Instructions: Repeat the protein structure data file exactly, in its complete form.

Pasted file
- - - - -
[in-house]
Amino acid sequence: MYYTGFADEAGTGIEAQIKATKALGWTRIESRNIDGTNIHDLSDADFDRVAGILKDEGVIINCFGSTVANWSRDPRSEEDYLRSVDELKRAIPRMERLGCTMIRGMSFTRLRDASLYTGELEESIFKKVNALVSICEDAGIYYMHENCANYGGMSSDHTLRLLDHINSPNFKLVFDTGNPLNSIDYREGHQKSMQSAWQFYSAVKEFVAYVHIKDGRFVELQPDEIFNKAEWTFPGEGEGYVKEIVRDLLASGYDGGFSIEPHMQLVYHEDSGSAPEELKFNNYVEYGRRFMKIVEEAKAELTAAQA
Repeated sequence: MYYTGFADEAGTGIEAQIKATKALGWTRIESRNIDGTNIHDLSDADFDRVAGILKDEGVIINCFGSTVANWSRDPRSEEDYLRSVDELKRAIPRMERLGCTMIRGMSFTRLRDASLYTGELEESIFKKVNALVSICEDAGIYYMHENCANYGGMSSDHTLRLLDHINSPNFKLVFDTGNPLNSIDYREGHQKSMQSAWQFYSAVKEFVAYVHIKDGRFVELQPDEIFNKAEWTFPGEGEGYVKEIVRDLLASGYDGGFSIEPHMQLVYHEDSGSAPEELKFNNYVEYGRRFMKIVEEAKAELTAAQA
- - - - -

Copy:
[in-house]
Amino acid sequence: MYYTGFADEAGTGIEAQIKATKALGWTRIESRNIDGTNIHDLSDADFDRVAGILKDEGVIINCFGSTVANWSRDPRSEEDYLRSVDELKRAIPRMERLGCTMIRGMSFTRLRDASLYTGELEESIFKKVNALVSICEDAGIYYMHENCANYGGMSSDHTLRLLDHINSPNFKLVFDTGNPLNSIDYREGHQKSMQSAWQFYSAVKEFVAYVHIKDGRFVELQPDEIFNKAEWTFPGEGEGYVKEIVRDLLASGYDGGFSIEPHMQLVYHEDSGSAPEELKFNNYVEYGRRFMKIVEEAKAELTAAQA
Repeated sequence: MYYTGFADEAGTGIEAQIKATKALGWTRIESRNIDGTNIHDLSDADFDRVAGILKDEGVIINCFGSTVANWSRDPRSEEDYLRSVDELKRAIPRMERLGCTMIRGMSFTRLRDASLYTGELEESIFKKVNALVSICEDAGIYYMHENCANYGGMSSDHTLRLLDHINSPNFKLVFDTGNPLNSIDYREGHQKSMQSAWQFYSAVKEFVAYVHIKDGRFVELQPDEIFNKAEWTFPGEGEGYVKEIVRDLLASGYDGGFSIEPHMQLVYHEDSGSAPEELKFNNYVEYGRRFMKIVEEAKAELTAAQA